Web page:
The Orlando-Sentinel on Friday posted video from the 2015 dedication in which, at least from what the Sun Sentinel claims was the entire speech, Wilson does not mention having had any role in securing funding for the building. 

The White House on Friday "absolutely" stood by Kelly's comments, as White House Press Secretary Sarah Huckabee Sanders put it. But Sanders also suggested Wilson's comments weren't necessarily on stage, saying Wilson "had quite a few comments that day that weren't part of that speech and weren't part of that video that were also witnessed by many people that were there."

Even putting that claim aside, Kelly's tone toward Wilson was abrasive. He called it inappropriate for Wilson to listen in on a call with a Gold Star family member and talk about it. 

"I was stunned when I came to work yesterday morning, and broken-hearted at what I saw a member of Congress doing," Kelly said during the Thursday briefing. "A member of Congress who listened in on a phone call from the president of the United States to a young wife, and in his way tried to express that opinion -- that he's a brave man, a fallen hero, he knew what he was getting himself into because he enlisted."

Wilson was traveling with Myeisha Johnson in the same car when the president called. For Wilson, being there for Johnson's family was personal. She knew the fallen soldier and had known his family for years. According to the Miami Herald, she mentored Johnson as a part of her signature 5000 Role Models project designed to give educational opportunities for young African-American males.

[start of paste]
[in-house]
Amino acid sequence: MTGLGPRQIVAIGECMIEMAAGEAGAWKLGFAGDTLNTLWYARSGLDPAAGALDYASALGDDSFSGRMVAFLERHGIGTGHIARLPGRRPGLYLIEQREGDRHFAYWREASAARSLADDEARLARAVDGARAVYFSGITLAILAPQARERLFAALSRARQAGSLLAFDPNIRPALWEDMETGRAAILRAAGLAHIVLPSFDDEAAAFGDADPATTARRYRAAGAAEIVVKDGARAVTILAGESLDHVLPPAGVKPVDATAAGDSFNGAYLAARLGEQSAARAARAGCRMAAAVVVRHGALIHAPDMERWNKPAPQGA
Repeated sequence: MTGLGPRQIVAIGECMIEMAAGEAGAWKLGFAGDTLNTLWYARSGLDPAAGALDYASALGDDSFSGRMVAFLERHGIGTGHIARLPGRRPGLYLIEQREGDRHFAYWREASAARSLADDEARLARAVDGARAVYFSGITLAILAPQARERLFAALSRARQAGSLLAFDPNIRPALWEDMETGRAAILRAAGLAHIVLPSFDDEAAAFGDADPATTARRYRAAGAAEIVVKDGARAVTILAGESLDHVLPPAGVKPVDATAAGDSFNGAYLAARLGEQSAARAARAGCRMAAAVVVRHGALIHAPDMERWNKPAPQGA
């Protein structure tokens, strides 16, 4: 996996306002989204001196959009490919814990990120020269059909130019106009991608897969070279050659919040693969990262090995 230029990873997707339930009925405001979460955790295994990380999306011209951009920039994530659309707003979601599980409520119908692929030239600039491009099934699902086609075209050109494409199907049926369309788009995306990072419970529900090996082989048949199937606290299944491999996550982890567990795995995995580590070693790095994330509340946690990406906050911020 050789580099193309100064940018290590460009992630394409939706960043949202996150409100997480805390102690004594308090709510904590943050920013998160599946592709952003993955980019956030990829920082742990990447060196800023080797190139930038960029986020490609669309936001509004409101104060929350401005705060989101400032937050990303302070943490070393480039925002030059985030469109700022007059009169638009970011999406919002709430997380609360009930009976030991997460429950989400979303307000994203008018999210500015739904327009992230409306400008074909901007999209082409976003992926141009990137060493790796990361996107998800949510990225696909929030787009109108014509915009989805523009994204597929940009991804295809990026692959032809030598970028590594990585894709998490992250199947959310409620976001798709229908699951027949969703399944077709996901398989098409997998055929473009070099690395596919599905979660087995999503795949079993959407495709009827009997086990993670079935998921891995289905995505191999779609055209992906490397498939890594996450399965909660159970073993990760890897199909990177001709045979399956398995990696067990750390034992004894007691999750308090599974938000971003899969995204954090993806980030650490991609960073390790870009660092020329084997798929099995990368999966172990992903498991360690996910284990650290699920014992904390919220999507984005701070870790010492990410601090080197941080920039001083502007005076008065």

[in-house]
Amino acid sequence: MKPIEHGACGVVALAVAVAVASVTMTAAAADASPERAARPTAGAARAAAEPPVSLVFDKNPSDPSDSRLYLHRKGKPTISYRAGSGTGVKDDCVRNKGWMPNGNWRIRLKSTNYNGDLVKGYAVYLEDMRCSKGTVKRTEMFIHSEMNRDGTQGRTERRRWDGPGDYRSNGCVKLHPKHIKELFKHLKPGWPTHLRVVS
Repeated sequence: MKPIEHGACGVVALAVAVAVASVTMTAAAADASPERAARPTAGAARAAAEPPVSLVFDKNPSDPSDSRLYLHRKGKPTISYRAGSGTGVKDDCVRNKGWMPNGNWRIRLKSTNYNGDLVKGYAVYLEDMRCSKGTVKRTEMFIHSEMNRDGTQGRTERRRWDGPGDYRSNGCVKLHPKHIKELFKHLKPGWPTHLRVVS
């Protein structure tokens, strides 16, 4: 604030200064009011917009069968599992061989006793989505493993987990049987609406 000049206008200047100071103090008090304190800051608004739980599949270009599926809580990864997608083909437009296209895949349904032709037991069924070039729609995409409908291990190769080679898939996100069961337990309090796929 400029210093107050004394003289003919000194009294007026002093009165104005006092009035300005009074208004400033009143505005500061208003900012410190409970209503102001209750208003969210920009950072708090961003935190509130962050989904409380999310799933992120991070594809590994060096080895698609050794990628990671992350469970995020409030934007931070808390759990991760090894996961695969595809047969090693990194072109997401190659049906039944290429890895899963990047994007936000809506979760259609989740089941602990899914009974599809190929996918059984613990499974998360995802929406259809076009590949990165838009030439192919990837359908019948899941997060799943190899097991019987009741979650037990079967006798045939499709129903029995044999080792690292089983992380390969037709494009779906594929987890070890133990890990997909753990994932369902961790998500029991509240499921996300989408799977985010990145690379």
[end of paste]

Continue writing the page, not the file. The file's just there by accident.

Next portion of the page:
"This is very personal for me," she told the Miami Herald.

Trump claims Wilson "fabricated" account of his call

Mr. Trump has said Wilson's account of the story was "fabricated" in the first place.

On Wednesday, Mr. Trump took to Twitter to say Wilson "totally fabricated" what he told Myeisha Johnson, adding that he has "proof."

 

That same morning, Mr. Trump again denied Wilson's account.

"Didn't say what that congresswoman said," Mr. Trump told reporters from the White House. "Didn't say it at all. She knows it, and she now is not saying it. I did not say what she said."

The woman who raised the slain soldier confirmed Wilson's description of the conversation, saying the conversation showed "disrespect."

But the president's accusation, that Wilson's version was "totally fabricated," was refuted by Kelly, who recounted to reporters what he advised the president when Mr. Trump asked him how to make the calls. "He said to me, 'What do I say?'" Kelly recalled. The chief of staff told Mr. Trump that there wasn't anything he could do to lighten the burden on the families, and he went on to relate what Gen. Joseph Dunford, his closest friend, told him when his son was killed: "'He was doing exactly what he wanted to do when he was killed. He knew what he was getting into," Kelly said, "by joining that 1 percent. He knew what the possibilities were because we're at war. And when he died -- in the four cases we're talking about, Niger, and my son's case in Afghanistan -- when he died, he was surrounded by the best men on this Earth: his friends."

And that, Kelly said, was "what the president tried to say to four families the other day." In that phone call, Kelly said, Mr. Trump told Myeisha Johnson that her husband was "a brave man, a fallen hero" and "he knew what he was getting himself into because he enlisted." 

So, Mr. Trump uttered the words. But apart from the words, the spirit of Mr. Trump's message was been made an issue by someone Kelly felt -- rightly or wrongly -- had no place making the judgment.